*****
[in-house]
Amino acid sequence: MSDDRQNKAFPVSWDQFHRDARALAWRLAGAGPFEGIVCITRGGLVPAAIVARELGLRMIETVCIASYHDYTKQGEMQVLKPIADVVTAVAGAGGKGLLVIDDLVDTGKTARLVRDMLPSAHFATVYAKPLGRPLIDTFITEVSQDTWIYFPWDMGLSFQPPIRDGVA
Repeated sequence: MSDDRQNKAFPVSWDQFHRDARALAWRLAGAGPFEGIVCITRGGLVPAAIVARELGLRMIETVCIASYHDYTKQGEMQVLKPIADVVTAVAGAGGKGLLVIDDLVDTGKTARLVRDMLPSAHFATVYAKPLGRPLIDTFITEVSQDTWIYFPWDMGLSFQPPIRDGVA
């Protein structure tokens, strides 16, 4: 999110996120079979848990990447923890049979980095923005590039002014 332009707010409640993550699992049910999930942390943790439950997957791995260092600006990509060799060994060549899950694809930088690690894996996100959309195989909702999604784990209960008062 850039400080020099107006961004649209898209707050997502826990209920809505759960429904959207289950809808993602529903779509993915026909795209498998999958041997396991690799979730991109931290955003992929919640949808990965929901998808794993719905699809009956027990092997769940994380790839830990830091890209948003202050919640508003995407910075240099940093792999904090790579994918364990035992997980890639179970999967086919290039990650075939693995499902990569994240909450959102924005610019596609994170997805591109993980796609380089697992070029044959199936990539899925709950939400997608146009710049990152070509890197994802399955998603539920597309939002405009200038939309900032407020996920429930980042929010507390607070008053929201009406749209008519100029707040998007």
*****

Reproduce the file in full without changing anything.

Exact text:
[in-house]
Amino acid sequence: MSDDRQNKAFPVSWDQFHRDARALAWRLAGAGPFEGIVCITRGGLVPAAIVARELGLRMIETVCIASYHDYTKQGEMQVLKPIADVVTAVAGAGGKGLLVIDDLVDTGKTARLVRDMLPSAHFATVYAKPLGRPLIDTFITEVSQDTWIYFPWDMGLSFQPPIRDGVA
Repeated sequence: MSDDRQNKAFPVSWDQFHRDARALAWRLAGAGPFEGIVCITRGGLVPAAIVARELGLRMIETVCIASYHDYTKQGEMQVLKPIADVVTAVAGAGGKGLLVIDDLVDTGKTARLVRDMLPSAHFATVYAKPLGRPLIDTFITEVSQDTWIYFPWDMGLSFQPPIRDGVA
């Protein structure tokens, strides 16, 4: 999110996120079979848990990447923890049979980095923005590039002014 332009707010409640993550699992049910999930942390943790439950997957791995260092600006990509060799060994060549899950694809930088690690894996996100959309195989909702999604784990209960008062 850039400080020099107006961004649209898209707050997502826990209920809505759960429904959207289950809808993602529903779509993915026909795209498998999958041997396991690799979730991109931290955003992929919640949808990965929901998808794993719905699809009956027990092997769940994380790839830990830091890209948003202050919640508003995407910075240099940093792999904090790579994918364990035992997980890639179970999967086919290039990650075939693995499902990569994240909450959102924005610019596609994170997805591109993980796609380089697992070029044959199936990539899925709950939400997608146009710049990152070509890197994802399955998603539920597309939002405009200038939309900032407020996920429930980042929010507390607070008053929201009406749209008519100029707040998007």